Wednesday, October 08, 2008

The one where I write a lot about health care

This New York Times piece on McCain's health care plan inadvertently delves into the real problem of health care coverage in America. For those who may not remember, McCain's plan involves eliminating the exclusion of health benefits from income taxes, as part of an effort to unleash the health care markets and provide equal footing for those Americans who do not receive employer provided health coverage.

The income-tax exclusion benefits 162.5 million Americans but costs the federal government $145.3 billion in foregone revenue, second only to the tax break for retirement account contributions, according to the Congressional Joint Committee on Taxation.

Still, the exclusion has encouraged the pooling of workers into large purchasing groups that tend to lower costs. And with group coverage, no one can be denied coverage, everyone pays the same rates and the healthy and wealthy essentially subsidize the sick and the poor. Consequently, it is often more expensive to buy equivalent coverage as an individual, partly because insurers pass along the administrative costs of weeding out unacceptable risks.

The exclusion has long been criticized as unfair because the 18 million people who buy health insurance on their own are not entitled to it. Critics also say that it is most valuable to those in high tax brackets with the costliest health plans, that it contributes to job-lock, and that the subsidization of group insurance encourages people to buy more coverage and consume more health care than they need, driving up health spending.


A number of business officials are worried that Mr. McCain’s tax credits would lure young and healthy workers into the individual market to take advantage of cheaper, less-generous policies. That, they say, would leave employers to cover an older and sicker pool of workers, forcing up premiums.

Workers who found that they had less buying power with the tax credits than with the tax exclusion could be expected to pressure employers to raise salaries or benefit subsidies, the business officials said.

First, a couple of points to the critics of the McCain plan, which happens to include my wife. The point is to treat income as income, whether you're someone who's forced to buy your own health plan or someone who takes part in an employer provided plan. I haven't thought too hard about the immediate impact of such a plan, but I think the overarching point is fairness. Personally, I'd prefer to completely dismantle the employer provided health care system, and while this may not go all the way, keeping health benefits as a deductible business expense, at least this is a step in the right direction.

The real problem with health care continues to be not greedy insurance companies, but this insistence on public policy to encourage the pooling of individuals into group plans. This is a problem because it slyly funnels the money of the young and healthy to pay for the health costs of the older and more needy. It's a far cry from any traditional definition of insurance, but this is essentially what health insurance has become. This is exactly why there are worries that under the McCain plan, young workers would refuse to pay for the sorts of health care plans that are currently provided as a tax free benefit. If you're young and you're concerned about the cost of health care, why would you want to pay for a comprehensive plan that covers the sorts of health issues you're 20 years away from worrying about?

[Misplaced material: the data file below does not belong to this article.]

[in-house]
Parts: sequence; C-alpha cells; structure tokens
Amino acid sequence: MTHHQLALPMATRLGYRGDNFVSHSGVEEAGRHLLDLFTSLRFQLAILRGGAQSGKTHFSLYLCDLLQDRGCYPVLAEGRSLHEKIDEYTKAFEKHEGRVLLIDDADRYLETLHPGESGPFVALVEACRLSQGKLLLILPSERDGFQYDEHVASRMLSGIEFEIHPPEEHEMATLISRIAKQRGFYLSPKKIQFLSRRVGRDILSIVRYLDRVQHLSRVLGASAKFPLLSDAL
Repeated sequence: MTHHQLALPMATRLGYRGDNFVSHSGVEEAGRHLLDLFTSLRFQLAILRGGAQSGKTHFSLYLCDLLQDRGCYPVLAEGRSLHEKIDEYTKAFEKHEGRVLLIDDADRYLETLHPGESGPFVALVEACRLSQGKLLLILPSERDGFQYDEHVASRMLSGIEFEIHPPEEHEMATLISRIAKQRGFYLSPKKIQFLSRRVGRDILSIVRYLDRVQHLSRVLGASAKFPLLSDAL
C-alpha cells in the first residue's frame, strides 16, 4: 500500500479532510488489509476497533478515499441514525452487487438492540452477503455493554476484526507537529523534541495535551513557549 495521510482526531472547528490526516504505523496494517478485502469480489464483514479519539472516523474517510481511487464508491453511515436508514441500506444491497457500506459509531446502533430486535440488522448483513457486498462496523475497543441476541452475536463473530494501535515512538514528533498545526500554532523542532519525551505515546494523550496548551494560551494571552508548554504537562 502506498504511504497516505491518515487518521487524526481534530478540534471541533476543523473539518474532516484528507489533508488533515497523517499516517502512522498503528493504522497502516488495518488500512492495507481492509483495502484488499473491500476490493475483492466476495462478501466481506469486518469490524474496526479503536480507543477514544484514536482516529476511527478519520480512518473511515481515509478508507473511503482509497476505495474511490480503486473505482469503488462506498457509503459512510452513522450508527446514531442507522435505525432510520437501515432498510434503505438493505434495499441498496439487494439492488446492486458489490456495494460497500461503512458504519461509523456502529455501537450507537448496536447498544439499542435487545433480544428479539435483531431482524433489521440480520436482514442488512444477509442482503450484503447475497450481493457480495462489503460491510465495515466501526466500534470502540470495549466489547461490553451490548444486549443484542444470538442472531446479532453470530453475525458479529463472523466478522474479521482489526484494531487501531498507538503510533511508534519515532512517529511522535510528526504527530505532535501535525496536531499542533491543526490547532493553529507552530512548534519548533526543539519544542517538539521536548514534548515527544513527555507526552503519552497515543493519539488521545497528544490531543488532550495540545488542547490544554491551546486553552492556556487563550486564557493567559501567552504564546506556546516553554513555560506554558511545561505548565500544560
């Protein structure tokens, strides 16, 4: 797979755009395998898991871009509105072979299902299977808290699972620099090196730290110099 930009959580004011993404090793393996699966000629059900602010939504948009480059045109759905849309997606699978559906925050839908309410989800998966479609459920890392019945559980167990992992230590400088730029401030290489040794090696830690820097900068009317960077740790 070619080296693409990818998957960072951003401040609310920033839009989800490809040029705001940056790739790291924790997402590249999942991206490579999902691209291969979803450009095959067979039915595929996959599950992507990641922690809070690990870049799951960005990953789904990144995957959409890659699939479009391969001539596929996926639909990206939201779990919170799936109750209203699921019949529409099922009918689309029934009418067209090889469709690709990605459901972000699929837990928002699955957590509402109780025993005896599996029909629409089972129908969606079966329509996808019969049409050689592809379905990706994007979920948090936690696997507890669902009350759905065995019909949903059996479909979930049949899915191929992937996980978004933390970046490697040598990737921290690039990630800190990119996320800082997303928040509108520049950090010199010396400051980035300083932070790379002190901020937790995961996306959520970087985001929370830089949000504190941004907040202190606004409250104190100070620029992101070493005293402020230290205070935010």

Traditional notions of insurance involve insuring one's self againast some future risk, be it a car wreak, a flood, or a fire. Young men who are at a statistically greater risk for accidents pay more for their insurance coverage then older, safer drivers. Yet when it comes to health insurance, employee group plans charge all participants the same rates. Add in the fact that we have a system where government regulations mandate the extent of policy coverage and like I said before, you're a long way from traditional insurance.

One of the complaints I've heard all too often is that someone suffering from cancer can't go out in the market and get coverage and my response is "well duhhhh." A cancer patient in need of health coverage isn't looking for insurance, they're looking for straight up help with their medical expenses. Just as auto insurance companies don't want to start a new policy when your car is on fire, health insurance companies don't want to start a new policy after you've been diagnosed with cancer. This isn't a failure of the market, just common sense.

People should keep in mind their are two separate issues when it comes to health care- one is the question of what makes for the most efficient system for distribution of health care services and the other is what to do about the people who really can't afford to pay their medical bills, keeping in mind that whatever you do has to jive with whatever system you decide to set up. I think there should also be more of a recognition of where health care costs actually lie. And that's the biggest problem with our current system, that the costs are so obscured and hidden, to the extent that we don't have any understanding of what the health care costs of individuals actually are.


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